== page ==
The work that ex­cites me the most moves be­yond gim­micks and blow­ing the cause trum­pet and rather de­liv­ers real im­pact while of­ten be­ing scal­able. This is not about cam­paigns with a de­fined start and end date, but pro­grammes that de­liver last­ing change like Whirlpool’s Care Counts (mak­ing sure im­pov­er­ished kids in the US go to school), Tigo-une’s Pay­phone bank (cre­at­ing bank­ing in­fras­truc­ture for the poor), Boost Mobile’s Boost your voice (en­sur­ing not only eas­ier, but equal ac­cess to vot­ing in the US), Savlon’s Healthy Hands Chalk Sticks (im­prov­ing hy­giene through play), Fair­phone (a mod­u­lar phone made out of con­flict free ma­te­ri­als) or Aland In­dex (link­ing pur­chases with car­bon emis­sions to make en­vi­ron­men­tal dam­age vis­i­ble to peo­ple).

These pro­grammes de­liver real value to peo­ple’s lives, rather than just talk­ing about is­sues or that old ch­est­nut: rais­ing aware­ness.

CIR­CUS CANNES OR CANNES AS PART OF THE SO­LU­TION?

As the dis­cus­sion this year emerged around trans­form­ing Cir­cus Cannes or even can­ning Cannes, I’d sug­gest sus­tain­abil­ity play an all-im­por­tant role. As the ad­vi­sory board mem­bers are ap­pointed for this piv­otal Cannes trans­for­ma­tion task, I’ll be ex­cited to count the high num­ber of ad­vi­sors bring­ing sus­tain­abil­ity to the ta­ble as well as of course ap­plaud­ing the gen­der di­ver­si­fi­ca­tion.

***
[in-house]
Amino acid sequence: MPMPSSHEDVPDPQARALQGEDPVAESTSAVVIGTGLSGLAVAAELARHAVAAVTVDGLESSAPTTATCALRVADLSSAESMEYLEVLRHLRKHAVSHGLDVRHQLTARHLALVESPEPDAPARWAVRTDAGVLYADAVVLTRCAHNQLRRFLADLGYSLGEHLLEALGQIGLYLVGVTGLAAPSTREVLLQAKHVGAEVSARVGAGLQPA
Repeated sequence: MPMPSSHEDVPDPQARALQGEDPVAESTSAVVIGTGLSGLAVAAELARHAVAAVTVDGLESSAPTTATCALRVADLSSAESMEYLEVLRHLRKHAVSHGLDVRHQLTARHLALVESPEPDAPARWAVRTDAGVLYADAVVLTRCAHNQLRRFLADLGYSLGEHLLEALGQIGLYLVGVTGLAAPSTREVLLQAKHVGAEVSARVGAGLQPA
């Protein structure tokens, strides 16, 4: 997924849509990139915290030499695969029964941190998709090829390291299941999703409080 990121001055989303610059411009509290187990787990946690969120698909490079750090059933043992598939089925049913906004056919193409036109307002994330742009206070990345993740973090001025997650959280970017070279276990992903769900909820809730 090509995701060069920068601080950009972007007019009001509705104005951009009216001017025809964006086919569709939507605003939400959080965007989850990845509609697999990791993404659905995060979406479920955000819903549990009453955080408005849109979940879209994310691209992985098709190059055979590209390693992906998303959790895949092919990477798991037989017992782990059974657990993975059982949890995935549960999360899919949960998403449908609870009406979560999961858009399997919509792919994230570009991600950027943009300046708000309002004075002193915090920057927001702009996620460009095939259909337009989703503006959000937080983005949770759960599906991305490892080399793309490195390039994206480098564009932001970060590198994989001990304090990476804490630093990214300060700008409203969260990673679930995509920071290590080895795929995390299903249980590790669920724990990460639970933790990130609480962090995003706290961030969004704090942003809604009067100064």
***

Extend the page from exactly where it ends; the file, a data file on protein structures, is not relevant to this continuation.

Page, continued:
In many ways Cannes can be viewed as a sym­bol of the greater cri­sis in ad­ver­tis­ing, our very own Tower of Ba­bel, so as I praise mar­keters and agen­cies mov­ing in a bet­ter di­rec­tion, let’s see if the in­dus­try is truly ready to sing to a dif­fer­ent tune: sell­ing more shit to peo­ple who don’t need it or truly en­abling a bet­ter life and a bet­ter planet?

I don’t want to sound grumpy and dooms­day­like and I truly want to ap­plaud all the brands and agen­cies that dared to em­brace a new mar­ket­ing model and matched it with cre­ative ex­cel­lence, well done! But let’s not rest on our lau­rels, we have big­ger and more chal­leng­ing Li­ons to hunt. Thomas Kol­ster

Chan­nel 4’s We’re the Su­per­hu­mans cam­paign

Fear­less Girl’ for State Global Ad­vi­sors

Tigo-une’s Pay­phone bank